Chilled alfonsino from Japan detected with mercury exceeding legal limit
The Centre for Food Safety (CFS) of the Food and Environmental Hygiene Department announced today (September 30) that a batch of chilled alfonsino imported from Japan was found to contain a metal contaminant, mercury, at a level exceeding the legal limit. The CFS is following up on the case.
A CFS spokesman said, "The CFS collected a sample of the above-mentioned alfonsino at the import level for testing under its regular Food Surveillance Programme. Test result showed that it contained mercury at a level of 0.81 parts per million (ppm), exceeding the legal limit of 0.5 ppm."
The spokesman said the CFS will inform the importer concerned of the irregularity. According to the information provided by the importer, the import quantity of the affected alfonsino was 5.6 kilograms. All the affected product had been marked and sealed by the CFS and did not enter the local market. Should there be sufficient evidence, prosecution will be considered.
"Mercury may affect the nervous system, particularly the developing brain. At high levels, mercury can affect foetal brain development, and affect vision, hearing, muscle co-ordination and memory in adults. Furthermore, as some international organisations such as the World Health Organization have pointed out, consuming predatory fish species is the main source of mercury intake for human beings. The report of the CFS' Total Diet Study has also pointed out that large fish or predatory fish species may contain high mercury levels (for example, tuna, alfonsino, shark, swordfish, marlin, orange roughy and king mackerel). Hence, groups particularly susceptible to the adverse effects of mercury, such as pregnant women, women planning pregnancy and young children, should opt for fish that are smaller in size for consumption and avoid consumption of the above-mentioned types of fish which may contain high mercury levels to minimise the health risk posed to the foetus, infants and young children by excessive exposure to metal contaminants in food," he added.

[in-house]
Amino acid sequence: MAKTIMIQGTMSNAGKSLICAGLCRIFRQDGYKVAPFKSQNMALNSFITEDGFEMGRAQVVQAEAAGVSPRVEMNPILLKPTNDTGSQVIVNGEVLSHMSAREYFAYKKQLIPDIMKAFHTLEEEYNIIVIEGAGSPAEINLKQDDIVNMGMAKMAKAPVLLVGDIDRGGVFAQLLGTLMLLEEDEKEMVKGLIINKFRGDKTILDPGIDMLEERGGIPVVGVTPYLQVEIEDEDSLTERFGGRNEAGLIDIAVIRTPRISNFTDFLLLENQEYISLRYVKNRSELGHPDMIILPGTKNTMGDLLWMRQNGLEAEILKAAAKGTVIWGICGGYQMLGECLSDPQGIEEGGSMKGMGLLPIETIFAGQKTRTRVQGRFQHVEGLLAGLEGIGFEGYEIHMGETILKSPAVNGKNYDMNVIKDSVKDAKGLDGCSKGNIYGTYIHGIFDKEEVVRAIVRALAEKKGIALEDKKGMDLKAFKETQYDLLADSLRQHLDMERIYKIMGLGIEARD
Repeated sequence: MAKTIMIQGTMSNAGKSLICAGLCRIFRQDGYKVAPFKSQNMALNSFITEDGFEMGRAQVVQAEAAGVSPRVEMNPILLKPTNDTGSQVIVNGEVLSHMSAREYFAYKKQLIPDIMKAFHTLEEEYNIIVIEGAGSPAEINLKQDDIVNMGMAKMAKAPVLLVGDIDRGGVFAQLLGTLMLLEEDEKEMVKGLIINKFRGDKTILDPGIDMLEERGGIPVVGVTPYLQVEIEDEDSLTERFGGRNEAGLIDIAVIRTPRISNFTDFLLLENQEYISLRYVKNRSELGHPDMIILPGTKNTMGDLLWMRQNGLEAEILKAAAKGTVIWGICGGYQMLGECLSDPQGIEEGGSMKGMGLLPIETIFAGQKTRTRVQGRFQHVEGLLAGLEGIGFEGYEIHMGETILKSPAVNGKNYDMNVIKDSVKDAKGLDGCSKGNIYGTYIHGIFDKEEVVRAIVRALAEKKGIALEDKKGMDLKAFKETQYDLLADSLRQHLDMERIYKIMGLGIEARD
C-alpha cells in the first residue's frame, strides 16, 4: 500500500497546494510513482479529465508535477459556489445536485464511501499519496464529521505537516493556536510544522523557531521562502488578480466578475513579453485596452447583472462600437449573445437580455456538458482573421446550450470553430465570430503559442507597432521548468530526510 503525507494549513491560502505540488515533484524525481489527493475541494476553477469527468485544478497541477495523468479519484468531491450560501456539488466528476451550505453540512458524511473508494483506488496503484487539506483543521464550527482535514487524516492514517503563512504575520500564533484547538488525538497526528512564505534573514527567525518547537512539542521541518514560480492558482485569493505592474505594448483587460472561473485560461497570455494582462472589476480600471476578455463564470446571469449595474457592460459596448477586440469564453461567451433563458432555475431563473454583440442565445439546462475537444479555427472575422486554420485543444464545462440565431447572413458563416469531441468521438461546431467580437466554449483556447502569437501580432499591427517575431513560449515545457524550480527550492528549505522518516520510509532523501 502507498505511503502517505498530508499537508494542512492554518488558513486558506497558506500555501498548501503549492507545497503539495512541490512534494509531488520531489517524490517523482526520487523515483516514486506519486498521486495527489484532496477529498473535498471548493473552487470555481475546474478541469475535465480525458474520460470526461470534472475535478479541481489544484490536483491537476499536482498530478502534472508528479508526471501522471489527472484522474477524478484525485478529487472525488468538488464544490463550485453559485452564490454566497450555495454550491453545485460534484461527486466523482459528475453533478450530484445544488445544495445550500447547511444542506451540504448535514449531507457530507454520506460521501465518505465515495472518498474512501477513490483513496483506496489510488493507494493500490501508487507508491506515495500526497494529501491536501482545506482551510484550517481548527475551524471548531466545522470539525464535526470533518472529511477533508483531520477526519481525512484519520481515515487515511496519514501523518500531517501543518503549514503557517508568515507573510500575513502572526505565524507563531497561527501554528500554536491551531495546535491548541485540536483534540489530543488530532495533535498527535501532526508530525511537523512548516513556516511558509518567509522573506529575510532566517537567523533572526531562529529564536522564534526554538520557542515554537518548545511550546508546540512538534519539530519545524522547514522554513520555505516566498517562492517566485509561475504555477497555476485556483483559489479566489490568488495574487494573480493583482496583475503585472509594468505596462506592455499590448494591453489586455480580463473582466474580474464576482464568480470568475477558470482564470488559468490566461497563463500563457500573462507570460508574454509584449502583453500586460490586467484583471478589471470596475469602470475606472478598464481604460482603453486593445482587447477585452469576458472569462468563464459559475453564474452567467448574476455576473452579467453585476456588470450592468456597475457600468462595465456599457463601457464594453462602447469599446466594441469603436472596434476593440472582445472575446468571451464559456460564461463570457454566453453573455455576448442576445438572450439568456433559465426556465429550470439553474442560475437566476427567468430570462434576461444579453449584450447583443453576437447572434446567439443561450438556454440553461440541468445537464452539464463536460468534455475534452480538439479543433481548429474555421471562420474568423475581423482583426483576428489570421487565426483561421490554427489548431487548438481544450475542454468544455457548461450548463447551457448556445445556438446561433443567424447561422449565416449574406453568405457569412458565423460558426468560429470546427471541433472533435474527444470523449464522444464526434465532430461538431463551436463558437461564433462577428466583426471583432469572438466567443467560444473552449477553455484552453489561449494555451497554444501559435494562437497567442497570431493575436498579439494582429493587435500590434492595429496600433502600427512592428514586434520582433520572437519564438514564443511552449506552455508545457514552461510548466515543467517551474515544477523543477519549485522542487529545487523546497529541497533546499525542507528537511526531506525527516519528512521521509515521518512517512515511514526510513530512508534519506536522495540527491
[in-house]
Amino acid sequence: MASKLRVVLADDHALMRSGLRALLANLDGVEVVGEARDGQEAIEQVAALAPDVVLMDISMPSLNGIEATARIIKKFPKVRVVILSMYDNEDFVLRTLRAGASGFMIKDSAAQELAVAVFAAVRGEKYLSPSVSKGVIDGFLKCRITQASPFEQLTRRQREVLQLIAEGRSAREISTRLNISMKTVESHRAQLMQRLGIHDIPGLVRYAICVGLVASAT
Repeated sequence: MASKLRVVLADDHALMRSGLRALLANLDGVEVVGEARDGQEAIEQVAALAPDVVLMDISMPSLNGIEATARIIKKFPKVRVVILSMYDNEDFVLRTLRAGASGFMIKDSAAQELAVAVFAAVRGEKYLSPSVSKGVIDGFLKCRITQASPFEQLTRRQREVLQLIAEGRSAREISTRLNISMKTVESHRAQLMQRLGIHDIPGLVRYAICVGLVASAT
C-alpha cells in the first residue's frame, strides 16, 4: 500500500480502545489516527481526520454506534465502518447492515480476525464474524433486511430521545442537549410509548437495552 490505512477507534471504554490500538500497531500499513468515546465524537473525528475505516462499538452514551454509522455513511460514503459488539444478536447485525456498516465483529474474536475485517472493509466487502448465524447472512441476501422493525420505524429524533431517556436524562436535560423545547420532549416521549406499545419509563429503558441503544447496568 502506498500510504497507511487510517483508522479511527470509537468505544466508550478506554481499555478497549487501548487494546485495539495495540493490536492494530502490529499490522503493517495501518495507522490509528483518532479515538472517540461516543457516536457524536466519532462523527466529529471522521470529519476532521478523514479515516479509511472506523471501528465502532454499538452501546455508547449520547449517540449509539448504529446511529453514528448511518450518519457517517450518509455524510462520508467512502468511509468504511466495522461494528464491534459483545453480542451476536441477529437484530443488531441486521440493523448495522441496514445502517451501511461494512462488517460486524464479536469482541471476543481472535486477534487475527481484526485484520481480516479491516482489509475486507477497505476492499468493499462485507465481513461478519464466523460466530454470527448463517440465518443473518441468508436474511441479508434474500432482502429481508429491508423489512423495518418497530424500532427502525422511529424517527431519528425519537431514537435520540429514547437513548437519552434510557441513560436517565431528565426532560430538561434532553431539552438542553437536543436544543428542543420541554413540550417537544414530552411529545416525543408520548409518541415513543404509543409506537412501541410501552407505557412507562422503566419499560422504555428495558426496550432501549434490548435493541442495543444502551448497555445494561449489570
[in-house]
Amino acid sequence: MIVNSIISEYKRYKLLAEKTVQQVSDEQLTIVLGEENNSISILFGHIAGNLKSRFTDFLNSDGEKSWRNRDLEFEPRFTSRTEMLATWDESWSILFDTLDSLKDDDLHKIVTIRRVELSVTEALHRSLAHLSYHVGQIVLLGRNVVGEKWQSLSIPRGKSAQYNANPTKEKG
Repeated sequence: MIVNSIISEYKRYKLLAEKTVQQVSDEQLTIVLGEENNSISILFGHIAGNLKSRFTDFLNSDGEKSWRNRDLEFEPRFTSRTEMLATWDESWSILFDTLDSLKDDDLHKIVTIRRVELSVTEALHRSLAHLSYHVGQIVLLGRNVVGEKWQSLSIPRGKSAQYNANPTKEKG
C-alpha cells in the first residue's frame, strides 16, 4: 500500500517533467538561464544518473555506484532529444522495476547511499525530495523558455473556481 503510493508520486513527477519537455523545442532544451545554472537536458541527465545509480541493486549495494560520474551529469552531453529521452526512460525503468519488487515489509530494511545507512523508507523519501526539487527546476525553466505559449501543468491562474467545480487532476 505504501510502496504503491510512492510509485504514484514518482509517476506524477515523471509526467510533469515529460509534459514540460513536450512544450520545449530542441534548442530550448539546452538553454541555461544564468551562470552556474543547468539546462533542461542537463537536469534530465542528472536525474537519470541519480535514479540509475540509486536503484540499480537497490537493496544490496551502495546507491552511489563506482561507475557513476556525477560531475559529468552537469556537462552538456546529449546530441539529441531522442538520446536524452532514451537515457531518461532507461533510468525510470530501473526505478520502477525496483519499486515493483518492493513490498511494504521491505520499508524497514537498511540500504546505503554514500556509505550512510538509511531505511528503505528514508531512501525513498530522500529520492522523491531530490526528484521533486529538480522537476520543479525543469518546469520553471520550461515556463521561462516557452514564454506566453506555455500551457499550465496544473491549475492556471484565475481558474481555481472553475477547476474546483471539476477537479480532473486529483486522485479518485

According to the Food Adulteration (Metallic Contamination) Regulations (Cap 132V), any person who sells food with metallic contamination above the legal limit may be prosecuted and is liable upon conviction to a fine of $50,000 and imprisonment for six months.
"People are advised to maintain a balanced and varied diet. To avoid health risks posed by excessive intake of metallic contaminants, pregnant women, women planning pregnancy and young children should avoid eating large or predatory fish," the spokesman said.
The CFS will continue to follow up on the case and take appropriate action.
Ends/Wednesday, September 30, 2015